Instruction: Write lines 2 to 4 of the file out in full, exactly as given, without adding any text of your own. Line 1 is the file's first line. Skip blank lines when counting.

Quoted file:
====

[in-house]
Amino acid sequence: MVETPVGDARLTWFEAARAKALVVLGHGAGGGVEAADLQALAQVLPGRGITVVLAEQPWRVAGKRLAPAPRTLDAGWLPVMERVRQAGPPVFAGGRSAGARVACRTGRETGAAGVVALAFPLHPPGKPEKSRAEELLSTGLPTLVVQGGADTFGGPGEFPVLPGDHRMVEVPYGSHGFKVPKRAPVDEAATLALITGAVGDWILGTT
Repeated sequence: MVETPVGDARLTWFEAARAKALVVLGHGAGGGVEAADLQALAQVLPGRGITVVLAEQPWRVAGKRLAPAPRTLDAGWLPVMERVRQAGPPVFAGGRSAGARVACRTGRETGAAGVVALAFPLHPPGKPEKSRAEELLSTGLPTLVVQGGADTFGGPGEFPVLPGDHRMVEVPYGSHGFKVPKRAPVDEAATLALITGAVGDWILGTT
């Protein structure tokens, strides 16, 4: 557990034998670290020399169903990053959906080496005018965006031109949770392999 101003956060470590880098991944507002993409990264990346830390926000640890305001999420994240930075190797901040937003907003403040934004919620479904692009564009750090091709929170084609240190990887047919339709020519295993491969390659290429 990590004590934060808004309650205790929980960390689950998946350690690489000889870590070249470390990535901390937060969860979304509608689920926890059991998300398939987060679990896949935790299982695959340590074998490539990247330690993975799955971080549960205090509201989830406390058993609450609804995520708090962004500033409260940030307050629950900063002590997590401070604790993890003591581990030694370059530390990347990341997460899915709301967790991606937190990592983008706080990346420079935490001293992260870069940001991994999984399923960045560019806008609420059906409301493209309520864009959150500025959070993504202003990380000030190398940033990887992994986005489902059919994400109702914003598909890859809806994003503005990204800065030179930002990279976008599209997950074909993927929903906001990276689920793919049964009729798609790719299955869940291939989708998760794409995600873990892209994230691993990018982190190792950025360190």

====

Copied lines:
Amino acid sequence: MVETPVGDARLTWFEAARAKALVVLGHGAGGGVEAADLQALAQVLPGRGITVVLAEQPWRVAGKRLAPAPRTLDAGWLPVMERVRQAGPPVFAGGRSAGARVACRTGRETGAAGVVALAFPLHPPGKPEKSRAEELLSTGLPTLVVQGGADTFGGPGEFPVLPGDHRMVEVPYGSHGFKVPKRAPVDEAATLALITGAVGDWILGTT
Repeated sequence: MVETPVGDARLTWFEAARAKALVVLGHGAGGGVEAADLQALAQVLPGRGITVVLAEQPWRVAGKRLAPAPRTLDAGWLPVMERVRQAGPPVFAGGRSAGARVACRTGRETGAAGVVALAFPLHPPGKPEKSRAEELLSTGLPTLVVQGGADTFGGPGEFPVLPGDHRMVEVPYGSHGFKVPKRAPVDEAATLALITGAVGDWILGTT
């Protein structure tokens, strides 16, 4: 557990034998670290020399169903990053959906080496005018965006031109949770392999 101003956060470590880098991944507002993409990264990346830390926000640890305001999420994240930075190797901040937003907003403040934004919620479904692009564009750090091709929170084609240190990887047919339709020519295993491969390659290429 990590004590934060808004309650205790929980960390689950998946350690690489000889870590070249470390990535901390937060969860979304509608689920926890059991998300398939987060679990896949935790299982695959340590074998490539990247330690993975799955971080549960205090509201989830406390058993609450609804995520708090962004500033409260940030307050629950900063002590997590401070604790993890003591581990030694370059530390990347990341997460899915709301967790991606937190990592983008706080990346420079935490001293992260870069940001991994999984399923960045560019806008609420059906409301493209309520864009959150500025959070993504202003990380000030190398940033990887992994986005489902059919994400109702914003598909890859809806994003503005990204800065030179930002990279976008599209997950074909993927929903906001990276689920793919049964009729798609790719299955869940291939989708998760794409995600873990892209994230691993990018982190190792950025360190």